Let’s start with the good news
The Washington State Legislature just passed a historic budget that’s already making national headlines for cutting tuition at all of our state’s public institutions for the first time in decades.
Late Tuesday night, the Governor signed a compromise budget proposal which includes tuition decreases over two years of 15% at the research universities; 20% at the regional universities; and 5% at community and technical colleges. This reverses a decades-long trend of tuition increases year after year, with only limited relief in some years from tuition freezes.
Washington Tuition at Public Colleges and Universities (1998-2017)
There were four major moving pieces at play in the higher education budget negotiations:
- tuition levels, which have risen steadily over the last three decades, and steeply since the recession;
- the State Need Grant (SNG), the state’s largest financial aid program for low-income students, which under current funding, serves only about 70% of the over 100,000 eligible students;
- the College Bound Scholarship (CBS), a need- and merit-based financial aid program offered to low-income students in middle school; and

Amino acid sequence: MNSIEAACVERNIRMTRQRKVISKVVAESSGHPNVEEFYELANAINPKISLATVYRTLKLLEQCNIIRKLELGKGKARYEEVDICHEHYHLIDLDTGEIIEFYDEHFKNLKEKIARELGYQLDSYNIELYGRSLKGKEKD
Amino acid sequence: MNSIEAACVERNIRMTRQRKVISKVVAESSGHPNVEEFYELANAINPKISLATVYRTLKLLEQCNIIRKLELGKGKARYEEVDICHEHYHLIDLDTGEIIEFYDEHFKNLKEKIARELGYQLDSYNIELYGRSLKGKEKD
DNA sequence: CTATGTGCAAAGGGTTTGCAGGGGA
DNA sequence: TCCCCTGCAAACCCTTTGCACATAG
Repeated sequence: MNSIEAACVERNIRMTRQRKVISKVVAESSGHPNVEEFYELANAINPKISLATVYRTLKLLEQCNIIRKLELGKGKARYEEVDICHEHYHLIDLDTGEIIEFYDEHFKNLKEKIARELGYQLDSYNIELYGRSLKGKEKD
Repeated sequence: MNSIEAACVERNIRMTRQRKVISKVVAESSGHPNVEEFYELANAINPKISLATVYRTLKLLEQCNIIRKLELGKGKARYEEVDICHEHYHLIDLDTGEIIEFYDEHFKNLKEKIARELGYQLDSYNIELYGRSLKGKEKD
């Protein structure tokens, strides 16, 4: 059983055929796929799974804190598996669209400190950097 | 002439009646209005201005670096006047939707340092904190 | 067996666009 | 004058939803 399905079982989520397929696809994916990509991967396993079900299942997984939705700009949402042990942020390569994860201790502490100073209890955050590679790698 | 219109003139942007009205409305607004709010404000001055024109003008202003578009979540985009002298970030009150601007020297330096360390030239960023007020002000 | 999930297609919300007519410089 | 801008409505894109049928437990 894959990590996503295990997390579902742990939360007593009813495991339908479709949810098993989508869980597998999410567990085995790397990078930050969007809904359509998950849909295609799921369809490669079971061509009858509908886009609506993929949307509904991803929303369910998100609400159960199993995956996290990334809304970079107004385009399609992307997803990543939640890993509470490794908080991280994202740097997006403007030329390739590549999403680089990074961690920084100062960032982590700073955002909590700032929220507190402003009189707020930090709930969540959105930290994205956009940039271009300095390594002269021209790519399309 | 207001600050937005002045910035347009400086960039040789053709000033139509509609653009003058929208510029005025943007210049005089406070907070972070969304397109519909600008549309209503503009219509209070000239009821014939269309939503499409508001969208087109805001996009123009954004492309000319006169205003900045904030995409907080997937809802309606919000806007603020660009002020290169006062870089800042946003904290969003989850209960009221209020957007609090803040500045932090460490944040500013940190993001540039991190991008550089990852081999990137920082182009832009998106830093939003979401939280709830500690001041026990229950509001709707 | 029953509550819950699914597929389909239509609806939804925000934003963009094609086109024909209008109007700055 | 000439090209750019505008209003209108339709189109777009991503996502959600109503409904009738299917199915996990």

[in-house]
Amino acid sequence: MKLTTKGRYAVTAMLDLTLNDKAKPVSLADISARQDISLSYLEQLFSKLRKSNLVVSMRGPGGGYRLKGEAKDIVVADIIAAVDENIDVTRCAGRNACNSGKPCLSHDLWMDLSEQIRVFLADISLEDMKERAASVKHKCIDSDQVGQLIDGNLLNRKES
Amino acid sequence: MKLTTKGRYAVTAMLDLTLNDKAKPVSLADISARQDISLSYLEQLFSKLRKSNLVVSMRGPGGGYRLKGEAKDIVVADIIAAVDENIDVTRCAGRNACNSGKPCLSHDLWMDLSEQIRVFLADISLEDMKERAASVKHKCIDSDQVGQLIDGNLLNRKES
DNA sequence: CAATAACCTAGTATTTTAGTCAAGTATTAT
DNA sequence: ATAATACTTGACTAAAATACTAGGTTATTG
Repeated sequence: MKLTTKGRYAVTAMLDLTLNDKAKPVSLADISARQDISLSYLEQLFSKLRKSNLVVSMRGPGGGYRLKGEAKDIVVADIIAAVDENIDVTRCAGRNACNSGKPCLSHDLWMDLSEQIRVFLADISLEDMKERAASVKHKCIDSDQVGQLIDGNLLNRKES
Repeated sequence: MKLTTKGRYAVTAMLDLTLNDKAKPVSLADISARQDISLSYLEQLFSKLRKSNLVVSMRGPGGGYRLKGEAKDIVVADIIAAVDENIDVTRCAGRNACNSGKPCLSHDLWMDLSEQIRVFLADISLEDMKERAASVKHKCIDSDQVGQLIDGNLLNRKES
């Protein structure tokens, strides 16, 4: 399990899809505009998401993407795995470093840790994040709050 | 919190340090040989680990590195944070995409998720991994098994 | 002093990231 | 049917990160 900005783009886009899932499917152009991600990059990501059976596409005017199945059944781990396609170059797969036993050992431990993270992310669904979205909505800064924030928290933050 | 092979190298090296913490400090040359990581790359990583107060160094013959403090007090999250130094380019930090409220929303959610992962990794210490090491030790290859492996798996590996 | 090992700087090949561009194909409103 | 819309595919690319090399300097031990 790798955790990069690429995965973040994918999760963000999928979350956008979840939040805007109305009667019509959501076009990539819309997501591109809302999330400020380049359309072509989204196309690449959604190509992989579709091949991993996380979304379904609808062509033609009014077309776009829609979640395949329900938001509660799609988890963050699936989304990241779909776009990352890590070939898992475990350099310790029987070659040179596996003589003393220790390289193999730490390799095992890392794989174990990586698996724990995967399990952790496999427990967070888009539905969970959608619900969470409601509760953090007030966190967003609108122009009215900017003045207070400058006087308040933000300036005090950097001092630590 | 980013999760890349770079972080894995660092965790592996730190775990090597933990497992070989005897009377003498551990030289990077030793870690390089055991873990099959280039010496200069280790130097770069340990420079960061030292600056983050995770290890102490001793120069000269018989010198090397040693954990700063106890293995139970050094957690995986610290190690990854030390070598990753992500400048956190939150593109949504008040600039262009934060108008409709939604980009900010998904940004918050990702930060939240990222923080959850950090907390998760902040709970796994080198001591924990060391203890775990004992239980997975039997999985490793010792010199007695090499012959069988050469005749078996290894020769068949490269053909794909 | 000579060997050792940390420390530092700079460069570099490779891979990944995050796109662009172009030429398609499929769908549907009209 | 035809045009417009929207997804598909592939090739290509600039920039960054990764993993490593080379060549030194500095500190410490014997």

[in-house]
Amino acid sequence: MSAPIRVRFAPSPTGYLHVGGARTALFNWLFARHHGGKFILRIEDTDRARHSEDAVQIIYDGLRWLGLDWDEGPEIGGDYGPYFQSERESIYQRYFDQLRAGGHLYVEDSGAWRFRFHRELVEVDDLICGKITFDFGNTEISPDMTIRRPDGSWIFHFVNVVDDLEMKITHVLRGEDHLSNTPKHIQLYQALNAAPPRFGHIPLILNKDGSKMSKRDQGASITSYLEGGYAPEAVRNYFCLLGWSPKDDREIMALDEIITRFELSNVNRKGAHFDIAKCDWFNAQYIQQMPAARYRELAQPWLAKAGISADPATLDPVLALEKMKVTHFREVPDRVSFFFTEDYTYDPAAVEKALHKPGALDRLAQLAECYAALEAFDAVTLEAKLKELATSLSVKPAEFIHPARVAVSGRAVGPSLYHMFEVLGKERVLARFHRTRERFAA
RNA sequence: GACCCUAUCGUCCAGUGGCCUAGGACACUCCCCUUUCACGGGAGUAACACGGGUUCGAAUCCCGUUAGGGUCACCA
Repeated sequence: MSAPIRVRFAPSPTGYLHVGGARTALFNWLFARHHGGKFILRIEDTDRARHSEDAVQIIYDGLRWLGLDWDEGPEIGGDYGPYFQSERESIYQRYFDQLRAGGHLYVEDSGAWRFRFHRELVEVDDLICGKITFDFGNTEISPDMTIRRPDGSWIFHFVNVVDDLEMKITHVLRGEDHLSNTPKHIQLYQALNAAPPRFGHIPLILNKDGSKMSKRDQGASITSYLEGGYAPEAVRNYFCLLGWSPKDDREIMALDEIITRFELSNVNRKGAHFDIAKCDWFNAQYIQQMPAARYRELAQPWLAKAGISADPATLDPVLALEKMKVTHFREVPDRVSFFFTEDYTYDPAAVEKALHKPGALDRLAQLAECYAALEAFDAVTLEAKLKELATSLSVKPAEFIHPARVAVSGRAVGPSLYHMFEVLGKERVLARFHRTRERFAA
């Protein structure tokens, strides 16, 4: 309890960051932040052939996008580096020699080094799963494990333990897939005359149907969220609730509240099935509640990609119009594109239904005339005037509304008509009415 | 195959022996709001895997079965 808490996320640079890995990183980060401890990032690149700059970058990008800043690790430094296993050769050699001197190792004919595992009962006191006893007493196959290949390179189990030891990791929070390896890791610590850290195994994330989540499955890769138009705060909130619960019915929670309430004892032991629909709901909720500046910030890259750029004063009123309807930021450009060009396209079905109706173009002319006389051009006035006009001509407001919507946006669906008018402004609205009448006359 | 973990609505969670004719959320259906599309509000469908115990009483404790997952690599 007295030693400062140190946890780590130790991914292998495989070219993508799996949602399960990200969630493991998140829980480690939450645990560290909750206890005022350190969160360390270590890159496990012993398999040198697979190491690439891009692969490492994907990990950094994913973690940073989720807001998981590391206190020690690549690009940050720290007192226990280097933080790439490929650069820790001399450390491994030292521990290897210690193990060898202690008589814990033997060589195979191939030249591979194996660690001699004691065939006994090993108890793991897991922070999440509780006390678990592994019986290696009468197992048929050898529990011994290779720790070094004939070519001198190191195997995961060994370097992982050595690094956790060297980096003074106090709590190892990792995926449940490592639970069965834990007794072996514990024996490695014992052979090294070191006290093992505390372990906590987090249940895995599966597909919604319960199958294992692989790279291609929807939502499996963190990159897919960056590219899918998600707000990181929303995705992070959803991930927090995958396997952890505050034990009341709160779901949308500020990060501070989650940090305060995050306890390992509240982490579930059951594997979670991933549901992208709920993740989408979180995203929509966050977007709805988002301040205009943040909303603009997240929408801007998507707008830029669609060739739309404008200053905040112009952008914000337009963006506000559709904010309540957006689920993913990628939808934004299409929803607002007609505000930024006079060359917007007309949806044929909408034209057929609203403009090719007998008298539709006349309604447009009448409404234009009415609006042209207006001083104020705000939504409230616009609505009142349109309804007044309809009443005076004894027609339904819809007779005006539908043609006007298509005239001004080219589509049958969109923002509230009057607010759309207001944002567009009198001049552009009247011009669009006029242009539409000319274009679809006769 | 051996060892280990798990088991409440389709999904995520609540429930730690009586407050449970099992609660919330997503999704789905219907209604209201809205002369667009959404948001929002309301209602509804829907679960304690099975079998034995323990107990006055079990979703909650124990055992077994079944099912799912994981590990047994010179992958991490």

- the Opportunity Scholarship (WSOS), a scholarship for low- and middle-income students to promote graduation in STEM and healthcare fields, state funding for which is matched by private donations of up to $50 million per year.
The final budget provides $113 million for tuition cuts and $41 million for the Opportunity Scholarship, with no increases for the State Need Grant or College Bound Scholarship. The two sides also battled over higher ed compensation increases, ultimately settling on a $110 million expenditure for that purpose.
The not-so-good news
The House originally proposed tuition freezes, in lieu of tuition cuts, in order to free up more money for the State Need Grant, but Senate budget negotiators won that battle – in the end actually succeeding in decreasing funding for financial aid, commensurate with lower tuition levels. Decreasing tuition is a good first step toward expanding access to college – and that’s the goal – but the importance of financial aid to low-income students can’t be overstated, and it will have to be addressed in future budgets.
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